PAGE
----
These example sentences are selected automatically from various online news sources to reflect current usage of the word 'plug.' Views expressed in the examples do not represent the opinion of Merriam-Webster or its editors. Send us feedback.

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First Known Use of plug

Noun

1606, in the meaning defined at sense 1a

Verb

1630, in the meaning defined at transitive sense 1a

History and Etymology for plug

Noun

Dutch, from Middle Dutch plugge; akin to Middle High German pfloc plug

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Statistics for plug

Last Updated

23 Sep 2020

Cite this Entry

“Plug.” Merriam-Webster.com Dictionary, Merriam-Webster, https://www.merriam-webster.com/dictionary/plug. Accessed 25 Sep. 2020.

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More Definitions for plug

plug

noun
How to pronounce plug (audio)

English Language Learners Definition of plug

 (Entry 1 of 2)

: a part at the end of an electric cord that has two or three metal pins that connect the cord to a source of electricity
: a part at the end of a wire or cable that is used to connect machines or devices
: a thing that is used to close a hole in a container or object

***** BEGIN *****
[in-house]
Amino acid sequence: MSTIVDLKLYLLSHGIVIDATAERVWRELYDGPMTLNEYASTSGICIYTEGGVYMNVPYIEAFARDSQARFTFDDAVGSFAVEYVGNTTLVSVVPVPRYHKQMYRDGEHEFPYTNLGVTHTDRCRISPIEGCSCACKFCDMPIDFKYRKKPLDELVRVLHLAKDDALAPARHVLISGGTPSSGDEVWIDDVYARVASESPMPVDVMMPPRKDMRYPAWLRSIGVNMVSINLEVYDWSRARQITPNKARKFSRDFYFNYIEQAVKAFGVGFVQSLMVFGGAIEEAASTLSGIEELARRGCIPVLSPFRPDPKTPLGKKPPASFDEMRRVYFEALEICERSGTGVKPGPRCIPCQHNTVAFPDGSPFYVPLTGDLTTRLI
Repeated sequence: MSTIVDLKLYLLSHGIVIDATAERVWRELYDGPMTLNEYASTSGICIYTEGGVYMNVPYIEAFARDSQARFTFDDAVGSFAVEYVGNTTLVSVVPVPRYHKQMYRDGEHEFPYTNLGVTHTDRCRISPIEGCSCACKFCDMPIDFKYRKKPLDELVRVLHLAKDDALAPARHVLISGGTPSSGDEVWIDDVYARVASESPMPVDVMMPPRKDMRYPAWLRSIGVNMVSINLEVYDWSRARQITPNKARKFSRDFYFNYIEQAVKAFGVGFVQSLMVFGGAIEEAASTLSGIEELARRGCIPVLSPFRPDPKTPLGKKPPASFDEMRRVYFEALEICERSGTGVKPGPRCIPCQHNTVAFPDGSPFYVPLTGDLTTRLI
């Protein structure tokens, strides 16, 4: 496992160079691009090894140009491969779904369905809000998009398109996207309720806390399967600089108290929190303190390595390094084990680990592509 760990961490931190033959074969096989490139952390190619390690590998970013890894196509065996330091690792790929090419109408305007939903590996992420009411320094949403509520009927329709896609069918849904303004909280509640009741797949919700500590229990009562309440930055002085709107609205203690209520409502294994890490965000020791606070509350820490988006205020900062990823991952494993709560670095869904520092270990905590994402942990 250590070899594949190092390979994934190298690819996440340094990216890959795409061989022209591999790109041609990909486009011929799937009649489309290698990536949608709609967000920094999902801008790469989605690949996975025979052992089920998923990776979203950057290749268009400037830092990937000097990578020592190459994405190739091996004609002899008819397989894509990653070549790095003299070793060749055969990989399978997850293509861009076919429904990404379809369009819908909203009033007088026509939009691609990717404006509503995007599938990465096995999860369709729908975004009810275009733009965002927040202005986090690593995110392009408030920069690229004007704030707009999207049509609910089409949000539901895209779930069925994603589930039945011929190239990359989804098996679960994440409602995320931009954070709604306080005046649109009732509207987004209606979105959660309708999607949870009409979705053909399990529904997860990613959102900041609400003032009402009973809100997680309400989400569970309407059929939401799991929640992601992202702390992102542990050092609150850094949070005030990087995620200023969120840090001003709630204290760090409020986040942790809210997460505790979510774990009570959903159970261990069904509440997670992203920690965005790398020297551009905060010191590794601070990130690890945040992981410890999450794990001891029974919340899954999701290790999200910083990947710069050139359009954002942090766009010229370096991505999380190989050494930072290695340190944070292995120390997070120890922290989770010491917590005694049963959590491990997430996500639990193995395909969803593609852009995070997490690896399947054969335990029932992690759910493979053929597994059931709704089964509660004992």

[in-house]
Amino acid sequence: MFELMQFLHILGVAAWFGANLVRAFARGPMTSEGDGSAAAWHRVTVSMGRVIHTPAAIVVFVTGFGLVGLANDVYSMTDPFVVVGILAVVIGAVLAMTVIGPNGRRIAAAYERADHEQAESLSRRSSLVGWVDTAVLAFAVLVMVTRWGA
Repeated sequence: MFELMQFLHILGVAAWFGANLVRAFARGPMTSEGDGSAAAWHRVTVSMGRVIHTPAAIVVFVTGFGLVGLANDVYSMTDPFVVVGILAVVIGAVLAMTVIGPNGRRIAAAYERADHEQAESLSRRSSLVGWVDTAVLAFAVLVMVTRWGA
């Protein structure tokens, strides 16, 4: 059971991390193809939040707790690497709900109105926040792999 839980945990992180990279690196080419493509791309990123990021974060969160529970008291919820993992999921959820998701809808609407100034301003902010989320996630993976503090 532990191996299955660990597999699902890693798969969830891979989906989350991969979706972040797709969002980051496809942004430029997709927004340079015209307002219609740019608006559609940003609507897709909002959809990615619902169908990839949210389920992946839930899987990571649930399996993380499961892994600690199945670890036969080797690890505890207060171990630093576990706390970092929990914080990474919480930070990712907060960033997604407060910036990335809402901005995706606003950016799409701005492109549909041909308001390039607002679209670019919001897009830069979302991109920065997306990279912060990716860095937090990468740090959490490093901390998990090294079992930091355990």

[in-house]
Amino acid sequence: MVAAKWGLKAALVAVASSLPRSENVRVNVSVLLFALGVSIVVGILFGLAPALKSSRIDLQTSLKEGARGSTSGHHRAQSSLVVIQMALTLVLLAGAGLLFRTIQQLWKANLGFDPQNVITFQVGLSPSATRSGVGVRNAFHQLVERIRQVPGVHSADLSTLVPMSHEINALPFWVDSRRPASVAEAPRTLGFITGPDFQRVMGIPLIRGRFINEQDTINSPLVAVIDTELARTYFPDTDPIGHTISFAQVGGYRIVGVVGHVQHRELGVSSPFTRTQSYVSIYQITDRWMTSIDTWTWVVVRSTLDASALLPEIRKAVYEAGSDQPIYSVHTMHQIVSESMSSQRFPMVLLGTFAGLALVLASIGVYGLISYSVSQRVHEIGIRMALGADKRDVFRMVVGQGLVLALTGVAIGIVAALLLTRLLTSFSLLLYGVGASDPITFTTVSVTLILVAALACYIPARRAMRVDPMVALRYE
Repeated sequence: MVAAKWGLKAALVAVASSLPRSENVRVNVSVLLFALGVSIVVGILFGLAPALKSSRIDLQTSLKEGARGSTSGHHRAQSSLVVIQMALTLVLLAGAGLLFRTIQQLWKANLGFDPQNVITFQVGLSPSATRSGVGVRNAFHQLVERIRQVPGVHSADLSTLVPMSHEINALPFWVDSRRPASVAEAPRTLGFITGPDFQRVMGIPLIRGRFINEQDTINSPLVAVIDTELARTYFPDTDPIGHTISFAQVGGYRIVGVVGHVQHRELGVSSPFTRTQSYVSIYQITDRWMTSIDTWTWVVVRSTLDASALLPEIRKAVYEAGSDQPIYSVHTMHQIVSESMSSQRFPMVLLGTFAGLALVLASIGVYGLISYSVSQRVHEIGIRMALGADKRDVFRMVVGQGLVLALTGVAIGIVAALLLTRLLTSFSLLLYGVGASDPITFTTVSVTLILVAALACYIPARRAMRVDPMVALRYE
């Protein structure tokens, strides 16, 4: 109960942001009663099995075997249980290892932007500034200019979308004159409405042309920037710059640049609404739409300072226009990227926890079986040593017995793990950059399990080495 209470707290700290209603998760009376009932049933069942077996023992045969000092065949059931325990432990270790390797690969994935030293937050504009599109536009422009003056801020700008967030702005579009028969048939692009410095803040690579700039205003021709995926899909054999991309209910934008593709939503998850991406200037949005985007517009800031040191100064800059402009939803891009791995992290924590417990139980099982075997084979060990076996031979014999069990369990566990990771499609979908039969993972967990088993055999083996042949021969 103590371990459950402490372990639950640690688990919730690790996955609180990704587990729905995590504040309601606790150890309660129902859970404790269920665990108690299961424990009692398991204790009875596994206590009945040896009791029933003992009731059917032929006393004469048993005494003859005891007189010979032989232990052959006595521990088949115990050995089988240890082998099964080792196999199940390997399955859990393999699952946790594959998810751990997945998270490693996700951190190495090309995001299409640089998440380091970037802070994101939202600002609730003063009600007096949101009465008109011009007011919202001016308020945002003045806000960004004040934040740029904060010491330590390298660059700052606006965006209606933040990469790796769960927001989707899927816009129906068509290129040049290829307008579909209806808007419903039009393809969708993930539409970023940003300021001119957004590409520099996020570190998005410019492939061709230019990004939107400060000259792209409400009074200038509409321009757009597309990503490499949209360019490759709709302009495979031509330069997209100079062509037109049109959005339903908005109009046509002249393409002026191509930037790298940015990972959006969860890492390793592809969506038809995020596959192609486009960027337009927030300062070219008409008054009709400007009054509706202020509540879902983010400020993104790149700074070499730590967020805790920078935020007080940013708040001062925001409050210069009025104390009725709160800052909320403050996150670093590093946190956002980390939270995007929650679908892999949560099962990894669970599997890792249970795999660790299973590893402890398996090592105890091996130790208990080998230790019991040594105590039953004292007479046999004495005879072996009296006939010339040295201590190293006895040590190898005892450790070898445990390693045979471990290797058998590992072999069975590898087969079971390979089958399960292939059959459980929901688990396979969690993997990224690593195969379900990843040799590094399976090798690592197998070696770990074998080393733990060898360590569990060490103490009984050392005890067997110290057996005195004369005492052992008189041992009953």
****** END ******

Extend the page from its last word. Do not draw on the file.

plug

verb

English Language Learners Definition of plug (Entry 2 of 2)

: to fill or cover (a hole, space, etc.) with something
: to praise (something, such as a book, movie, or restaurant) publicly in a way that makes people want to buy it, see it, etc. : to advertise (something) by talking about it especially on the radio or television
US, informal + old-fashioned : to shoot (someone) with a gun

plug

noun
\ ˈpləg How to pronounce plug (audio) \

Kids Definition of plug

 (Entry 1 of 2)

1 : a device usually on a cord used to make an electrical connection by putting it into another part (as a socket)
2 : a piece (as of wood or metal) used to stop up or fill a hole

plug

verb
plugged; plugging

Kids Definition of plug (Entry 2 of 2)

1 : to connect to an electric circuit Plug in the lamp.
2 : to stop or make tight with something that fills a hole
3 : to keep steadily at work or in action I plugged away at my homework.

plug

noun
\ ˈpləg How to pronounce plug (audio) \

Medical Definition of plug

 (Entry 1 of 2)

: a piece of material (as wood or alloy) used or serving to fill a hole: as
a : the piece in a cock that can be turned to regulate the flow of liquid or gas
b : an obstructing mass of material in a bodily vessel or opening (as of the cervix or a skin lesion)
c : a filling for a hollow tooth
plugged; plugging

Medical Definition of plug (Entry 2 of 2)

1 : to stop, make tight, or secure (as an opening) by or as if by insertion of a plug : close an opening in
2 : to fill a cavity in (a tooth)

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Comments on plug